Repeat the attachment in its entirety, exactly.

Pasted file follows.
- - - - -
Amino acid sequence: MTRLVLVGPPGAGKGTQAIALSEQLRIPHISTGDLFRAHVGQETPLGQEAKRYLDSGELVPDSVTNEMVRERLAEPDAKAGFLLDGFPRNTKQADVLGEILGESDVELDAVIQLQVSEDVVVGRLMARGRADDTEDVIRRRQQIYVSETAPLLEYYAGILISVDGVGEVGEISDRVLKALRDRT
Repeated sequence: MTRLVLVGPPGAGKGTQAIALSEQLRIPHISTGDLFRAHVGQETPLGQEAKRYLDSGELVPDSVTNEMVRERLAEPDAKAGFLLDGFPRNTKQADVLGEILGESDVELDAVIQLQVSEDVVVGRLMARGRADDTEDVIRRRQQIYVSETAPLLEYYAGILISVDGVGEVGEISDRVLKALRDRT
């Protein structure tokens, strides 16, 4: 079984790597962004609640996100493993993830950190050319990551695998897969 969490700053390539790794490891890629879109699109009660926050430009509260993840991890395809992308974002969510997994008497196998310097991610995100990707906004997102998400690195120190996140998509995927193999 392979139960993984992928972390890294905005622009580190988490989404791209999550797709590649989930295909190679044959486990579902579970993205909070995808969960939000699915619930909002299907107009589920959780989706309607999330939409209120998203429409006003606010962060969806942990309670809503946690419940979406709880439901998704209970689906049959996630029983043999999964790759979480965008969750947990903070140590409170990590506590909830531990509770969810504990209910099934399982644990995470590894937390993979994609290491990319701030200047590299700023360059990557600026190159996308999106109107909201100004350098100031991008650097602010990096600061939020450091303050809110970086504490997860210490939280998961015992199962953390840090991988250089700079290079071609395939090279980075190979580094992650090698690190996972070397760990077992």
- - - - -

Amino acid sequence: MTRLVLVGPPGAGKGTQAIALSEQLRIPHISTGDLFRAHVGQETPLGQEAKRYLDSGELVPDSVTNEMVRERLAEPDAKAGFLLDGFPRNTKQADVLGEILGESDVELDAVIQLQVSEDVVVGRLMARGRADDTEDVIRRRQQIYVSETAPLLEYYAGILISVDGVGEVGEISDRVLKALRDRT
Repeated sequence: MTRLVLVGPPGAGKGTQAIALSEQLRIPHISTGDLFRAHVGQETPLGQEAKRYLDSGELVPDSVTNEMVRERLAEPDAKAGFLLDGFPRNTKQADVLGEILGESDVELDAVIQLQVSEDVVVGRLMARGRADDTEDVIRRRQQIYVSETAPLLEYYAGILISVDGVGEVGEISDRVLKALRDRT
């Protein structure tokens, strides 16, 4: 079984790597962004609640996100493993993830950190050319990551695998897969 969490700053390539790794490891890629879109699109009660926050430009509260993840991890395809992308974002969510997994008497196998310097991610995100990707906004997102998400690195120190996140998509995927193999 392979139960993984992928972390890294905005622009580190988490989404791209999550797709590649989930295909190679044959486990579902579970993205909070995808969960939000699915619930909002299907107009589920959780989706309607999330939409209120998203429409006003606010962060969806942990309670809503946690419940979406709880439901998704209970689906049959996630029983043999999964790759979480965008969750947990903070140590409170990590506590909830531990509770969810504990209910099934399982644990995470590894937390993979994609290491990319701030200047590299700023360059990557600026190159996308999106109107909201100004350098100031991008650097602010990096600061939020450091303050809110970086504490997860210490939280998961015992199962953390840090991988250089700079290079071609395939090279980075190979580094992650090698690190996972070397760990077992």